Emphasize the rewards: Although Pegasystems' "What Consumers Really Think About AI" survey reveals that 72% of respondents are afraid of AI in some way, 68% of people want more AI if it will make their lives easier. For this reason, companies must educate consumers on how AI benefits the customer experience. Examples include getting better product offers, faster customer service, and more relevant messaging from favorite brands. Be transparent: Transparency tops the list of features valued most highly among business leaders, and for good reason: Consumer trust is the foundation for real engagement. In response, companies should disclose information on how consumer data is being used and stored, and the precautionary measures being taken to protect consumer privacy--a critical step in building trust with customers.
Most RPA companies and consultants are publishing on the benefits of RPA. On top of our findings, we benefited from 2 articles that helped structure our thinking on RPA benefits. Top 15 benefits of RPA from those articles and our insights are below. They cover RPA's overall benefits as well as its specific benefits to customer satisfaction, analytics, HR, IT and compliance. Depending on the focus on the business, these could impact top or bottom line.
AI will fundamentally change the workplace. In the near future, AI enabled machines will be involved in everything from onboarding customers and employees, through to customer service. We are at the very beginning of this journey. The biggest changes are being felt at the largest companies. A 2019 report by Gartner revealed that enterprise use of AI has grown over 270 percent from 2014 to 2019.
"A bank redesigned its claims process to use bots for handling 1.5 million requests each year." This blog reveals the benefits of RPA that you have not heard off. With a lot of buzz around, Robotic Process Automation has become the hottest topic of discussion among the C-suite. One of the major benefits of RPA is that it helps to automate mundane tasks. This increases the work productivity of the employees and gives them ample time to do value-driven tasks.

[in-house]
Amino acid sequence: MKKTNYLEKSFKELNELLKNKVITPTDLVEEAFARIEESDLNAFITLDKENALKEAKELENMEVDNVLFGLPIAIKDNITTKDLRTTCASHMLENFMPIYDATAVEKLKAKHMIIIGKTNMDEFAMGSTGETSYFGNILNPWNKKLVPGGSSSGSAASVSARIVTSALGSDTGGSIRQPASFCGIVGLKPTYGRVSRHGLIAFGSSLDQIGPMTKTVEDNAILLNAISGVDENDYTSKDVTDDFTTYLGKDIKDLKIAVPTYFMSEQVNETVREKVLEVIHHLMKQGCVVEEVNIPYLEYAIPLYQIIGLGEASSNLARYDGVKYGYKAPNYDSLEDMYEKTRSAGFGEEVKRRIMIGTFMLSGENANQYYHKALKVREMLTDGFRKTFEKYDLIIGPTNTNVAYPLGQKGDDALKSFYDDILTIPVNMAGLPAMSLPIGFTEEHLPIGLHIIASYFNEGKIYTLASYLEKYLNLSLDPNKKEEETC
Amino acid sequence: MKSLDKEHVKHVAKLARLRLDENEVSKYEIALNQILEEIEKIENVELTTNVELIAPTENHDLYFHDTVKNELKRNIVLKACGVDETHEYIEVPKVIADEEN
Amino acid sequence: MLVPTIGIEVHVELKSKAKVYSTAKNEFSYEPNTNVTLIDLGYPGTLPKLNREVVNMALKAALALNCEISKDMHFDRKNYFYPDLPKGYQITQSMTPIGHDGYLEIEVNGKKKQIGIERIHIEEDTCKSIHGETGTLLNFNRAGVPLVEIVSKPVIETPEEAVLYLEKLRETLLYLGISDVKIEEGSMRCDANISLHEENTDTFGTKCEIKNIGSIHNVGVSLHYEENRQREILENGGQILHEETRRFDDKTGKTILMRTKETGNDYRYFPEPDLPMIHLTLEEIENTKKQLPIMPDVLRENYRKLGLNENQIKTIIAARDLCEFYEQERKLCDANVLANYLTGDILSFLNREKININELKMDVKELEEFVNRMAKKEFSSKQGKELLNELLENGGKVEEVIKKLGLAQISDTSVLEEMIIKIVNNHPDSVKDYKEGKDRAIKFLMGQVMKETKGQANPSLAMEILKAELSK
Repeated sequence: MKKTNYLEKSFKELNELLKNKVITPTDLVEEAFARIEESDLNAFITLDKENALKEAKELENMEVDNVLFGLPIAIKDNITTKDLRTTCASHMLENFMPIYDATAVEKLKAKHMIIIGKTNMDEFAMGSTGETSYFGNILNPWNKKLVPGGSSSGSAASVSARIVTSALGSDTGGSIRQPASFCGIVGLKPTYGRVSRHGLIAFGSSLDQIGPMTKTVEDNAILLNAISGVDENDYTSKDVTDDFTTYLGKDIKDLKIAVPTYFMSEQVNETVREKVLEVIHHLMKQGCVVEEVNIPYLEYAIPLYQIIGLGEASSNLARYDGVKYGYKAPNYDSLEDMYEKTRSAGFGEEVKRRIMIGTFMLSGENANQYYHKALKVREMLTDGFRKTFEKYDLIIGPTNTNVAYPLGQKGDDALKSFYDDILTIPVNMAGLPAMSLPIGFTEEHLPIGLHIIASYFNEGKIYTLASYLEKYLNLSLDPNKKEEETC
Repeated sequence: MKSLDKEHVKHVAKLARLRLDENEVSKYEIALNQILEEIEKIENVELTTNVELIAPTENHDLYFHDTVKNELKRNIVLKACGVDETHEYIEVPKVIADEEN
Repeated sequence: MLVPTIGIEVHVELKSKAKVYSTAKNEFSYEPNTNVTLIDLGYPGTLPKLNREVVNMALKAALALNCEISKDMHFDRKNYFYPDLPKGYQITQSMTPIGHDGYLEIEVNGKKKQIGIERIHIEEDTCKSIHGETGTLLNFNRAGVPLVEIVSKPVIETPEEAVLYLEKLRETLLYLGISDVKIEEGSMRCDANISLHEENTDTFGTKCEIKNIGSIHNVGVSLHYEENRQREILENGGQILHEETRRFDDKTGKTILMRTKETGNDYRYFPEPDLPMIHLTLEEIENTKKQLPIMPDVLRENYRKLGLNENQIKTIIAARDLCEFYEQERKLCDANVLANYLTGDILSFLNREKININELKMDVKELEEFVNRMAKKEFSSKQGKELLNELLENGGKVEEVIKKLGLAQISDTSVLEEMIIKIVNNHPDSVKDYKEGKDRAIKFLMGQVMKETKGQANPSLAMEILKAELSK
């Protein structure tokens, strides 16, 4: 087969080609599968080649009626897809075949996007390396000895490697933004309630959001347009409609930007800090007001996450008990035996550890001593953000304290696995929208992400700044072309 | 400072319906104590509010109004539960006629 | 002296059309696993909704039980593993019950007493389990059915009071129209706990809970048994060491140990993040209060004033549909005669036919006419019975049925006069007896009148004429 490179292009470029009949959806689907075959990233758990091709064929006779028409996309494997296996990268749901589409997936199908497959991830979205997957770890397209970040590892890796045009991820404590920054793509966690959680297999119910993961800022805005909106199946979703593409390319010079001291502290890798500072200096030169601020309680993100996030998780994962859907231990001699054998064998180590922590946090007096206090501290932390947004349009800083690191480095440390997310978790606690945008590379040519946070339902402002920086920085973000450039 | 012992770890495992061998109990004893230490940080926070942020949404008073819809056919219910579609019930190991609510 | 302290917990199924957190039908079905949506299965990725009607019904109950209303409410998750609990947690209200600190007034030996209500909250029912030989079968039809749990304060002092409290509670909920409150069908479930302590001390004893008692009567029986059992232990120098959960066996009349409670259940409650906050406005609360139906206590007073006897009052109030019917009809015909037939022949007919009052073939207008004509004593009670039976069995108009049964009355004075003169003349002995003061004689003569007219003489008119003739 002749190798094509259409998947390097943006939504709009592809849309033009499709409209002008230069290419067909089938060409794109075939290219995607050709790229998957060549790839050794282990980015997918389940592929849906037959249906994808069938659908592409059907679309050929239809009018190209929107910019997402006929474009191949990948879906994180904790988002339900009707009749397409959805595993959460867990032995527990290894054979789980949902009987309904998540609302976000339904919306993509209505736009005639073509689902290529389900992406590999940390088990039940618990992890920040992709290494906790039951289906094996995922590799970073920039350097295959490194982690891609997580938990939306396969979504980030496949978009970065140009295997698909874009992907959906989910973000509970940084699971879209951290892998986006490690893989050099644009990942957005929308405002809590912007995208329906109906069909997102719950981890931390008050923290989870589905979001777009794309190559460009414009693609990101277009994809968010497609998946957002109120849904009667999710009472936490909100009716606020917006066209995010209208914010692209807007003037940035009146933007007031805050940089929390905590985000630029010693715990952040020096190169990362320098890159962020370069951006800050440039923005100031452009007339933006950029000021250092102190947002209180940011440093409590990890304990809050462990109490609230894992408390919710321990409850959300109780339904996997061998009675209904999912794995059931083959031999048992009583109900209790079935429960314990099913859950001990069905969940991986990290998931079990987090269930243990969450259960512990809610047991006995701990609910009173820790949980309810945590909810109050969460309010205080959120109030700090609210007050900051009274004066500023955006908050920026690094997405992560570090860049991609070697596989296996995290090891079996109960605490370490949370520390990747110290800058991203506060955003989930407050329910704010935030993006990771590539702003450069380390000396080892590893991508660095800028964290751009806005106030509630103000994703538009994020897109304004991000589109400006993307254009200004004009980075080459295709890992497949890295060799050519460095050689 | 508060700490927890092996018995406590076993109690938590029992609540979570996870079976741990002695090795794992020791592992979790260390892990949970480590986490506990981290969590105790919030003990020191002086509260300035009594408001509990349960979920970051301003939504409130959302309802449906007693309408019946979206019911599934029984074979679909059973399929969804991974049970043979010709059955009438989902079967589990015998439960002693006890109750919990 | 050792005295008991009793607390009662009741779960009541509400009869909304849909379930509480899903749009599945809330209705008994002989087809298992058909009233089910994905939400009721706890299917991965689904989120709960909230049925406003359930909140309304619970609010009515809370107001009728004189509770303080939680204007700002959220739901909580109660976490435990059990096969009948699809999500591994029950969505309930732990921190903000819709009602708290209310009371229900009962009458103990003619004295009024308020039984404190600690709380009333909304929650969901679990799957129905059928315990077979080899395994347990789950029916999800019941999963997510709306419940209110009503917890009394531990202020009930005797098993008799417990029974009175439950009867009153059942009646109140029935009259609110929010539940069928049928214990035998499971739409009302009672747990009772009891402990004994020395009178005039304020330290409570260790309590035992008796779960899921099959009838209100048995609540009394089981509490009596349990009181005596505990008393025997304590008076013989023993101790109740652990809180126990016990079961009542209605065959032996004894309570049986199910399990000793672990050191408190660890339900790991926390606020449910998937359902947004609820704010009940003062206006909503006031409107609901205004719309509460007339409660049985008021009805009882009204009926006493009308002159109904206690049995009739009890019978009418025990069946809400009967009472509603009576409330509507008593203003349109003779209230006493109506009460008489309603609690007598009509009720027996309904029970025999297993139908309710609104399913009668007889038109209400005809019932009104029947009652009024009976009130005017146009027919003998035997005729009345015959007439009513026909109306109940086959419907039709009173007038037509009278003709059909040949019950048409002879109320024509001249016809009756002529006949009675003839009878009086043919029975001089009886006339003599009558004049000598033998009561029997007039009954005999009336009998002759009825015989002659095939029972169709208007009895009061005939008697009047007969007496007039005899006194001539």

That, by default, means that AI has the potential to change people's jobs, especially for those involved in rote transactional tasks (e.g., automatically emailing a receipt following an online purchase). However, AI is increasingly taking on cognitive tasks that previously required a human touch, such as conversational AI providing customers with 24/7 access to information and services. While automation enables companies to spend less money to achieve the same (or better) results, decision makers would be wise to keep in mind the other opportunities AI opens – particularly the ability to reapply human capital elsewhere within their businesses. AI should not be viewed as a replacement for human workers, but rather as a means to free humans from the repetitive (and in some cases rather boring) tasks that define so much of the modern work day. It would be understandable that this transition is a source of trepidation for some workers, but it's nothing the marketplace hasn't experienced before.